The CSS Blog Network

China and Russia in Global Governance: Long-Term Obstacles to Cooperation

Image courtesy of Kremlin.ru. (CC BY 4.0)

This article was originally published by the Finnish Institute of International Affairs (FIIA) on 22 August 2018.

  • Russia and China play dissimilar roles in global governance and define their interests in this sphere in divergent ways. While the two states agree on certain international principles and norms, their engagement with global governance differs significantly. These differences pose the most serious long-term obstacle to closer cooperation between Moscow and Beijing.
  • China’s growing participation in global governance is tightly linked to the increasing scope of its interests. China supports economic globalization and market openness and is interested in political and economic stability on a global scale. Beijing also aspires to have a greater say in international institutions.
  • In comparison to China, Russia’s participation in global governance is significantly lower due to narrower interests on a global scale, fewer financial resources, and less advanced integration into the global economy. As a result, global political and economic stability is not crucially important for the current Russian leadership. On the contrary, uncertainty and volatility help Moscow broaden its influence.

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Managing Global Disorder: Prospects for Transatlantic Cooperation

Image courtesy of Shealah Craighead/The While House/Flickr

This article was originally published by the Council on Foreign Relations (CFR) on 20 August 2018.

In July 2018, the Council on Foreign Relations’ Center for Preventive Action convened a workshop to examine areas of cooperation between the United States and the European Union. The workshop was made possible by the generous support of the Carnegie Corporation of New York. The views described here are those of the workshop participants only and are not CFR or Carnegie Corporation positions. The Council on Foreign Relations takes no institutional positions on policy issues and has no affiliation with the U.S. government.

Introduction

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Domesticating the Giant: The Global Governance of Migration

Image courtesy of the Irish Defence Forces/Flickr. (CC BY 2.0)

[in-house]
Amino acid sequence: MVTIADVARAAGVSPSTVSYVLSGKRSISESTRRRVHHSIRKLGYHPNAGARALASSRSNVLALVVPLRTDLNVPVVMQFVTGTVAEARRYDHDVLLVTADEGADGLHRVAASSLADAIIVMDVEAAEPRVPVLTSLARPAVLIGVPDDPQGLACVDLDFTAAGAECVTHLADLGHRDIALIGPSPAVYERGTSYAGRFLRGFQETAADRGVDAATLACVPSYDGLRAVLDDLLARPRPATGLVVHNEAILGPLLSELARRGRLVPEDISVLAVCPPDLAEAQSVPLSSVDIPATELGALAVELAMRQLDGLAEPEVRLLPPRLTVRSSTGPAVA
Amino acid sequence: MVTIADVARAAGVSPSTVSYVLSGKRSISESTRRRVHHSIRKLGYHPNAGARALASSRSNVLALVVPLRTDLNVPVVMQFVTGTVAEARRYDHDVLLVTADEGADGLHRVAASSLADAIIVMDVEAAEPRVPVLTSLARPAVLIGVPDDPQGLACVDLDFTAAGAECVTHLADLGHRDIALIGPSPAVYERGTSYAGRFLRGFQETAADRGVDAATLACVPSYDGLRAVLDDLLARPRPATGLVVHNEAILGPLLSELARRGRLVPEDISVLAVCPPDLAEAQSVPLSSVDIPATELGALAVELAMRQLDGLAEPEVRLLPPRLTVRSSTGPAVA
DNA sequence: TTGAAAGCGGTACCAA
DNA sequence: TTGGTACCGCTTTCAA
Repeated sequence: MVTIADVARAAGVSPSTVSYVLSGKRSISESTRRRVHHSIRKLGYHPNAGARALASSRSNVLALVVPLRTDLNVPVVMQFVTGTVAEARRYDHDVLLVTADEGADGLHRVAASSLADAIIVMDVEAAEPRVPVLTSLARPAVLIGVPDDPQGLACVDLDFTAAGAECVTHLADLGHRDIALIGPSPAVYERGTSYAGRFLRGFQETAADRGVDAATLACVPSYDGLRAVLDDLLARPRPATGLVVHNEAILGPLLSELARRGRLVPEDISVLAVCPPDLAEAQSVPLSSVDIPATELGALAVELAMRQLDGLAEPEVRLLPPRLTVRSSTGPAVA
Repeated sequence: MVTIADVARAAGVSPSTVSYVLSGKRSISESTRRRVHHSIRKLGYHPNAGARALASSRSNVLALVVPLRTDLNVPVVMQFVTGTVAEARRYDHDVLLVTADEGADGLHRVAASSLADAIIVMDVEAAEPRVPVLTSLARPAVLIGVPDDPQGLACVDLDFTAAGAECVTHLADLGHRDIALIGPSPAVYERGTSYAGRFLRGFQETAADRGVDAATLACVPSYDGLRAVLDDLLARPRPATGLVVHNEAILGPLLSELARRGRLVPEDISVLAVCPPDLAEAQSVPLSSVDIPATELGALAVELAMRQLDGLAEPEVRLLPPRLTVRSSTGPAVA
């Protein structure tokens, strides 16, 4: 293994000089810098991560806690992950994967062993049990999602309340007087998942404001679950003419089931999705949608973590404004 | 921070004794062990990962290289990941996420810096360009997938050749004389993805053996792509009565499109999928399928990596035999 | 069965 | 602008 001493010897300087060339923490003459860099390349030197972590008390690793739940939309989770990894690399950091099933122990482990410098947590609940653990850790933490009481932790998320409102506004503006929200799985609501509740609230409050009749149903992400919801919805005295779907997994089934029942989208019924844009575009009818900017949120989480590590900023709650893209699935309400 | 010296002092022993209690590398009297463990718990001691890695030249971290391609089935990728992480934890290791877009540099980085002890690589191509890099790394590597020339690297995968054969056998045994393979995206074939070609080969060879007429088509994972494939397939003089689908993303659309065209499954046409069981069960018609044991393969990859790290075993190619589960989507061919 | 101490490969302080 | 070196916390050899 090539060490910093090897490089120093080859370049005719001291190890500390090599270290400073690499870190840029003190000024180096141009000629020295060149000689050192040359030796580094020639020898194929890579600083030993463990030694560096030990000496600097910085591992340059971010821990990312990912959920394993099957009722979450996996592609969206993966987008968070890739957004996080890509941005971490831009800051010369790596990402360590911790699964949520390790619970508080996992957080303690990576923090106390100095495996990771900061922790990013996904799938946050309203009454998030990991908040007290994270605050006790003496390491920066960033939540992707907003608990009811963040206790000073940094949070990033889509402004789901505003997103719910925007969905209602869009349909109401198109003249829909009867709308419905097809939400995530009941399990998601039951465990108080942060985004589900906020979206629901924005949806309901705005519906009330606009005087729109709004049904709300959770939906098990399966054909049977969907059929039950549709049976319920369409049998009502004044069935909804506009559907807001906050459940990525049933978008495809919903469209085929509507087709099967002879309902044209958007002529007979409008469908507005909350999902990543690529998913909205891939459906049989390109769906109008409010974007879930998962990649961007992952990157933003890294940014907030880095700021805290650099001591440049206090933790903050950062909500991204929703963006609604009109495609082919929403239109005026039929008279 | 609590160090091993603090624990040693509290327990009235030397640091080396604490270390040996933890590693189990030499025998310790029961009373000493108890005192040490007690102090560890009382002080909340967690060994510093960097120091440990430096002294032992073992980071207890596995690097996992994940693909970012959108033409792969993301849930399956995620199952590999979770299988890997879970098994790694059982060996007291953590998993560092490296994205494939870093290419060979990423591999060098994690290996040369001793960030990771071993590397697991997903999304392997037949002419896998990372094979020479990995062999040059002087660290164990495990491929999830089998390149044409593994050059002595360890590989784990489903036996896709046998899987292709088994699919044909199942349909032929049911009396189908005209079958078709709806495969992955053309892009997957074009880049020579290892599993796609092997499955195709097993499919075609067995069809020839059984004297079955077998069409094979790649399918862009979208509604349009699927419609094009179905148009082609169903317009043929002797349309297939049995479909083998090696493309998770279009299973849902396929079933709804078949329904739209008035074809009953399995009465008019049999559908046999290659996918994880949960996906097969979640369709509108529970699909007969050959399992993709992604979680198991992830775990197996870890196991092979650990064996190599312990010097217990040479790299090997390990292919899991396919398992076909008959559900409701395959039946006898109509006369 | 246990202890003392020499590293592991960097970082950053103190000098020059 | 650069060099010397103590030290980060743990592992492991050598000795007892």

This article was originally published by the Council on Foreign Relations on 18 June 2018.

The Challenge

Migration is a natural and defining phenomenon of the globalized world. The challenge of governing migration lies in its inevitability, volume, and heterogeneity. As a portion of the global population, migrants represent around 3 percent, but their absolute number is rising. There were 170 million migrants in 2000; today there are roughly 260 million. Migration levels will certainly grow while hostilities continue in the most conflict-ridden regions of sub-Saharan Africa and the Middle East, the global wealth gap persists, climate change aggravates living conditions in many areas, and the poorer half of the globe becomes more populous. » More

Current ICC Situations

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This graphic provides a brief overview of the various situations currently under investigation by the International Criminal Court. For a more in depth look at the ICC and its efforts to prosecute human rights violations, see Céline Barmet’s recent CSS Analyses in Security Policy paper here. For more graphics on international organizations, check out the CSS’ collection of graphs and charts on the subject here.

The Multipolar Asian Century

Sepia Map centered on Asia

Grunge textured world map on vintage paper, courtesy of Nicholas Raymond/flickr

This article was originally published by the Lowy Institute for International Policy’s The Interpreter on 1 June 2016.

Since the collapse of the Soviet Union, the global political and economic architecture has been undergirded largely by one superpower, which set the stage for an unprecedented period of globalisation managed through multilateral institutions and actors. Now that unipolar moment is giving way to an era of diffused powers, with countries like the US, China and Russia each bearing considerable disruptive capacities, and each struggling to stitch together new norms and rules for these rapidly changing times.

This phase, the beginning of which was marked by the Global Financial Crisis of 2008 and characterised by America’s two bruising wars in Iraq and Afghanistan, has seen a vacuum emerge. Many are seeking to fill it, most determinedly China, but with a push back from countries such as Japan and India. Separately, ISIS and radical energies in the Middle East also seek to grab new space. Russia has chosen this very moment to signal its ability to muddy the Eurasian fields and intervene in the Middle East. The fact is, there is not enough room to accommodate all of these ambitions.

A median will have to be arrived at, but who will sacrifice what?

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